There is so much to unpack in Ashima Yadava’s Front Yard that it’s hard to decide where to start and the approximately 500 words we have here are certainly not going to be enough to do it justice. Yadava takes the front yard and its connotations as her starting point — it is considered the public face of a house, especially in the US. While the interiors and the back garden are largely hidden from view, it’s the front yard that everybody sees; in a way, it’s similar to photographs of birthdays and weddings in family albums. Both the front garden and these types of photographs are used to portray how we want to be seen by the outside world and how we’d like to be remembered — perhaps a clean and tidy person who’s really into their gardening, or a slightly quirky one, etc. It’s exactly the same reason why people love taking photographs when happy, nowadays mainly for social media — to present a highly curated image of themselves. The front part of our homes is used to display an idealised version of us, our family, our lives, which may or may not be true, or could be true, but only to an extent and a little embellished.
As lockdown was announced in March 2020, Yadava turned to her own community to photograph and she chose the front yard as the ideal setting — intriguing from a metaphorical point of view as it is the boundary between seen and unseen, public and private, but also thoughtful from a public health perspective. Her approach to documentary photography is rather unusual and one worthy of praise — in order to disrupt the typical one-sided gaze (photographer capturing “subjects”), which, in her words, is so problematic in documentary photography, she opens up the process to collaboration. The photographer uses both digital and analogue large format cameras simultaneously so Front Yard is at least as much about the process of photographing and working towards something together than it is about the final outcome. The digital colour photographs are Yadava’s own observations whereas the black and white embellished images demonstrate the way the people portrayed would like to be seen. It’s a curious mix, aided by the artist’s decision to leave the film frame on and also the contrast between the black and white picture and the colourful doodles.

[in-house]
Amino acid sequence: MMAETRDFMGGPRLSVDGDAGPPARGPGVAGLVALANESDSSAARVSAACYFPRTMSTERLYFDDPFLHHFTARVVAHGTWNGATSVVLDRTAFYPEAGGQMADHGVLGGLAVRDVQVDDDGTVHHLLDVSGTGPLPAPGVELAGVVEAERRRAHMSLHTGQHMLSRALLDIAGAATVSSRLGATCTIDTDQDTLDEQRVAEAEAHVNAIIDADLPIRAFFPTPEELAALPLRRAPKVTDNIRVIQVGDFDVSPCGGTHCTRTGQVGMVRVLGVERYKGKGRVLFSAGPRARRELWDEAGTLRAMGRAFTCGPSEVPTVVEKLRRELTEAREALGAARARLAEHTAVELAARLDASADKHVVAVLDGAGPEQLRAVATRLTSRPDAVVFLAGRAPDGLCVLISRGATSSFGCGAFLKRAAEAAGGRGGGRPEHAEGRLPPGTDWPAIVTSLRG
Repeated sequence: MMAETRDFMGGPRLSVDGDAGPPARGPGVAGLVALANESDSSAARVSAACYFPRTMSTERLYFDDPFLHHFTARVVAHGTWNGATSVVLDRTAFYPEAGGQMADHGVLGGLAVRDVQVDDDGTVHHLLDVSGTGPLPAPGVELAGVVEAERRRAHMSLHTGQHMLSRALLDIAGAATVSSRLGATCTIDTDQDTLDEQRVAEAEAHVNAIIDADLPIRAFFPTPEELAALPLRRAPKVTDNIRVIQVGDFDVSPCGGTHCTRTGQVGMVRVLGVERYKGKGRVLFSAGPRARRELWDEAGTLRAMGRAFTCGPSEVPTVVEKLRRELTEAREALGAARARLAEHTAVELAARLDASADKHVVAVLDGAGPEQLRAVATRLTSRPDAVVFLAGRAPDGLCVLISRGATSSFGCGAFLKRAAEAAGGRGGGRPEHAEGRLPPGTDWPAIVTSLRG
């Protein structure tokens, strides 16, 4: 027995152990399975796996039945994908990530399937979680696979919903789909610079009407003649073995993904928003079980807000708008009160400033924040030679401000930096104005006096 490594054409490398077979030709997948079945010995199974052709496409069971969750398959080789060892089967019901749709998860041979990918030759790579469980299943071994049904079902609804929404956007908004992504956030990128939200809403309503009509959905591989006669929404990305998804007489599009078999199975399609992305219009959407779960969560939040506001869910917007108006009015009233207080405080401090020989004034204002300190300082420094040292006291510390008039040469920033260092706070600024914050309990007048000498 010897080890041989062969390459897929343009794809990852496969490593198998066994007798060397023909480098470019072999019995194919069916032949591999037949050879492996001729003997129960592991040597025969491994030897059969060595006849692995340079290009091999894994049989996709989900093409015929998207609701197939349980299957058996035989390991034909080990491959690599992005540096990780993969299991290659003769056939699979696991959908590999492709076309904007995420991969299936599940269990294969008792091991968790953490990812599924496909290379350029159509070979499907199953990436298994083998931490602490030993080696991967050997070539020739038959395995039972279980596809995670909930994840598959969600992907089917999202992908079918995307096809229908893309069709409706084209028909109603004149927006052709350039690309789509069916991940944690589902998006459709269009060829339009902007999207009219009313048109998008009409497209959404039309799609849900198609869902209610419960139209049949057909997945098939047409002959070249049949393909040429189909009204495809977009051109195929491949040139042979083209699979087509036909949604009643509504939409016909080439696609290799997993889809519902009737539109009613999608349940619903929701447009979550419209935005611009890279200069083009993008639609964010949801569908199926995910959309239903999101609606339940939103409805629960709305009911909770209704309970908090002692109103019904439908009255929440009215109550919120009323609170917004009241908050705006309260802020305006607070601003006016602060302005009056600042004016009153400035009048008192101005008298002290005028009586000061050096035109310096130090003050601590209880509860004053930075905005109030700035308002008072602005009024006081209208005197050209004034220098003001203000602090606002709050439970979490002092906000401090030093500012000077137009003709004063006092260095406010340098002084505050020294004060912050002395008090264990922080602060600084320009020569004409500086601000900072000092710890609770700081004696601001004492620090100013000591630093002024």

Some families have chosen to only colour in certain areas — make their lawn grassy green, for instance, in order to accentuate their pride and joy. Others have added in bizarre creatures like spiders, or an anatomical heart, Urdu couplet and balloon-shaped fingertips. Playfully inventive, the project disperses the age-old myth of the artist as a lone genius and the artwork as a single person’s creation. When people are invited to participate, they are given agency and the power to change their narrative resulting in much stronger and unpredictable images. The final pictures are an amalgamation of photography, collage, writing and painting — it’s always exciting when an artist does not feel restricted by their own medium and is willing to explore further avenues.
Front Yard is a truly bond-making and barrier-shattering activity that couldn’t have been more welcome in times of isolation and individualism. As Ashima Yadava observes, "while humanity is fighting a global disease — with isolation and distrust, perhaps the antidote is in the collaborative sowing of seeds that represent, affirm, and bind us all."
— foreword by Zak R. Dimitrov
The front yard is as much a metaphor as it is a space. Homes reflect the material successes of their inhabitants, their aesthetic tastes, and concrete the ties that bind family, lovers, and friends. When the shelter-in-place order was announced in March and time came to a proverbial standstill, I turned to my community to make portraits of people in their front yards.
The slow pace of using both digital and analog large format cameras, simultaneously, gave me time to reflect on my role as a photographer. I decided to disrupt the usual one-sided gaze so problematic in documentary photography by opening up the process to collaboration. Making large format black and white prints, I invited these families to color or embellish them however they liked. While one set of images are my observations — revealing tension, guardedness, and at times a reflective silence. The other set inverts the process, where people draw their imagination onto the photographs and coloring how they want it to be seen. It is a more in-depth conversation of the perceived realities and how easy it is to break barriers of judgment by opening our worlds to each other. While humanity is fighting a global disease — with isolation and distrust, perhaps the antidote is in the collaborative sowing of seeds that represent, affirm, and bind us all.
Art inputs by:
— Krish Iyer & Mayura Iyer;
— Amann, Kabir, Priya Satia & Aprajit Mahajan;
— Hamida Banu Chopra;
— Aria, Smita & Manoj;
— Nitya & Arvind Kansal;
— Sonya Pelia & Jasleen Pelia-Lutzker.